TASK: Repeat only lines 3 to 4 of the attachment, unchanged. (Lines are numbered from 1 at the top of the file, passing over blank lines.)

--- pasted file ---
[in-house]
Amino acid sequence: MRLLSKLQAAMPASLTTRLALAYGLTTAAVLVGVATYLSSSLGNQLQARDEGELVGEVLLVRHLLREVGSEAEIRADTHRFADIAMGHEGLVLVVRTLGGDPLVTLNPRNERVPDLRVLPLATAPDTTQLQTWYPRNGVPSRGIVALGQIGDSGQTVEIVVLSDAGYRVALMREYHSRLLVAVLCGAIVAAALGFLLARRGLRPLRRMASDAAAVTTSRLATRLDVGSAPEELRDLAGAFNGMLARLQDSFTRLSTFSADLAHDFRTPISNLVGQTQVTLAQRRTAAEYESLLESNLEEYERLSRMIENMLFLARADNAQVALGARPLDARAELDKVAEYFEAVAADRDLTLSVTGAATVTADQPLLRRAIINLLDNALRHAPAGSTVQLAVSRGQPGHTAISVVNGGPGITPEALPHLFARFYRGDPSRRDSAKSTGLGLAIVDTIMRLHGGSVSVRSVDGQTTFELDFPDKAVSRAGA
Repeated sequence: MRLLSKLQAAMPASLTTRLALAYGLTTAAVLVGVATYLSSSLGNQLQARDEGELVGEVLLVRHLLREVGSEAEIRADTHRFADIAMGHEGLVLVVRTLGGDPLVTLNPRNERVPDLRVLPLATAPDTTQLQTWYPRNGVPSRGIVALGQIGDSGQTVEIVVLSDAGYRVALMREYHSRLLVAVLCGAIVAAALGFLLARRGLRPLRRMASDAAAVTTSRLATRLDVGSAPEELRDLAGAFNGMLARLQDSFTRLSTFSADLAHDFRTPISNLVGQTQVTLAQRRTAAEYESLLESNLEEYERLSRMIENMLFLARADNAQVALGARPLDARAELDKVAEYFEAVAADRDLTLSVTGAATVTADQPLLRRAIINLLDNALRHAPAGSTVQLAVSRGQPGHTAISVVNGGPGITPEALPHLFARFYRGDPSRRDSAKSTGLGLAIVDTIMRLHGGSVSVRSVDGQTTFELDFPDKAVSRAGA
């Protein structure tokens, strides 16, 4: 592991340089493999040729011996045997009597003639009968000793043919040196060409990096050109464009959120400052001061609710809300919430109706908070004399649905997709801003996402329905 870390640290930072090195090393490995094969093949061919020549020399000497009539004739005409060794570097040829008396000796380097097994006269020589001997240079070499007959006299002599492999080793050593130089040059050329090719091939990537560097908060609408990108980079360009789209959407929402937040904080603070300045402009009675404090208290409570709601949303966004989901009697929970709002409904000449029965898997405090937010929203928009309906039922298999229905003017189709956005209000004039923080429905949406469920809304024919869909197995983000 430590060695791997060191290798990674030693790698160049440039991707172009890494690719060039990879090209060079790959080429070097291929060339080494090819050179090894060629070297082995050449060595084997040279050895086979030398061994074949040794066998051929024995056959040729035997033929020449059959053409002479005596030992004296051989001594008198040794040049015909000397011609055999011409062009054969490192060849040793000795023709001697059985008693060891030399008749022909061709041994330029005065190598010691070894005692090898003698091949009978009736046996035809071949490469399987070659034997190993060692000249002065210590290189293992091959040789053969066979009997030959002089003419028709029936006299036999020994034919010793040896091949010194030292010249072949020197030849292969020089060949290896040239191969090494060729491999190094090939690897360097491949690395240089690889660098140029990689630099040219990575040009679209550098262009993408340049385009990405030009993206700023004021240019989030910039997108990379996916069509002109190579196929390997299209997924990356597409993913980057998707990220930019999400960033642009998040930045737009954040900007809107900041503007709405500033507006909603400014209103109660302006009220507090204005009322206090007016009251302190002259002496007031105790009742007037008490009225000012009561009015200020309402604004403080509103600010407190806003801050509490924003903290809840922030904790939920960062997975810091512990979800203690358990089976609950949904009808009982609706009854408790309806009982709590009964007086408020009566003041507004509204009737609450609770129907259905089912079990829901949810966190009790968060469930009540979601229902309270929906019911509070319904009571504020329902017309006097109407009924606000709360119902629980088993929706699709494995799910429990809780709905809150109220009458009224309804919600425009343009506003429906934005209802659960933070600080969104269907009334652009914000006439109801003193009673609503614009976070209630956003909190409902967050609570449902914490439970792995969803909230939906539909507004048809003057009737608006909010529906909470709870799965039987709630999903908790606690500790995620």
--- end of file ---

Repeated sequence: MRLLSKLQAAMPASLTTRLALAYGLTTAAVLVGVATYLSSSLGNQLQARDEGELVGEVLLVRHLLREVGSEAEIRADTHRFADIAMGHEGLVLVVRTLGGDPLVTLNPRNERVPDLRVLPLATAPDTTQLQTWYPRNGVPSRGIVALGQIGDSGQTVEIVVLSDAGYRVALMREYHSRLLVAVLCGAIVAAALGFLLARRGLRPLRRMASDAAAVTTSRLATRLDVGSAPEELRDLAGAFNGMLARLQDSFTRLSTFSADLAHDFRTPISNLVGQTQVTLAQRRTAAEYESLLESNLEEYERLSRMIENMLFLARADNAQVALGARPLDARAELDKVAEYFEAVAADRDLTLSVTGAATVTADQPLLRRAIINLLDNALRHAPAGSTVQLAVSRGQPGHTAISVVNGGPGITPEALPHLFARFYRGDPSRRDSAKSTGLGLAIVDTIMRLHGGSVSVRSVDGQTTFELDFPDKAVSRAGA
């Protein structure tokens, strides 16, 4: 592991340089493999040729011996045997009597003639009968000793043919040196060409990096050109464009959120400052001061609710809300919430109706908070004399649905997709801003996402329905 870390640290930072090195090393490995094969093949061919020549020399000497009539004739005409060794570097040829008396000796380097097994006269020589001997240079070499007959006299002599492999080793050593130089040059050329090719091939990537560097908060609408990108980079360009789209959407929402937040904080603070300045402009009675404090208290409570709601949303966004989901009697929970709002409904000449029965898997405090937010929203928009309906039922298999229905003017189709956005209000004039923080429905949406469920809304024919869909197995983000 430590060695791997060191290798990674030693790698160049440039991707172009890494690719060039990879090209060079790959080429070097291929060339080494090819050179090894060629070297082995050449060595084997040279050895086979030398061994074949040794066998051929024995056959040729035997033929020449059959053409002479005596030992004296051989001594008198040794040049015909000397011609055999011409062009054969490192060849040793000795023709001697059985008693060891030399008749022909061709041994330029005065190598010691070894005692090898003698091949009978009736046996035809071949490469399987070659034997190993060692000249002065210590290189293992091959040789053969066979009997030959002089003419028709029936006299036999020994034919010793040896091949010194030292010249072949020197030849292969020089060949290896040239191969090494060729491999190094090939690897360097491949690395240089690889660098140029990689630099040219990575040009679209550098262009993408340049385009990405030009993206700023004021240019989030910039997108990379996916069509002109190579196929390997299209997924990356597409993913980057998707990220930019999400960033642009998040930045737009954040900007809107900041503007709405500033507006909603400014209103109660302006009220507090204005009322206090007016009251302190002259002496007031105790009742007037008490009225000012009561009015200020309402604004403080509103600010407190806003801050509490924003903290809840922030904790939920960062997975810091512990979800203690358990089976609950949904009808009982609706009854408790309806009982709590009964007086408020009566003041507004509204009737609450609770129907259905089912079990829901949810966190009790968060469930009540979601229902309270929906019911509070319904009571504020329902017309006097109407009924606000709360119902629980088993929706699709494995799910429990809780709905809150109220009458009224309804919600425009343009506003429906934005209802659960933070600080969104269907009334652009914000006439109801003193009673609503614009976070209630956003909190409902967050609570449902914490439970792995969803909230939906539909507004048809003057009737608006909010529906909470709870799965039987709630999903908790606690500790995620």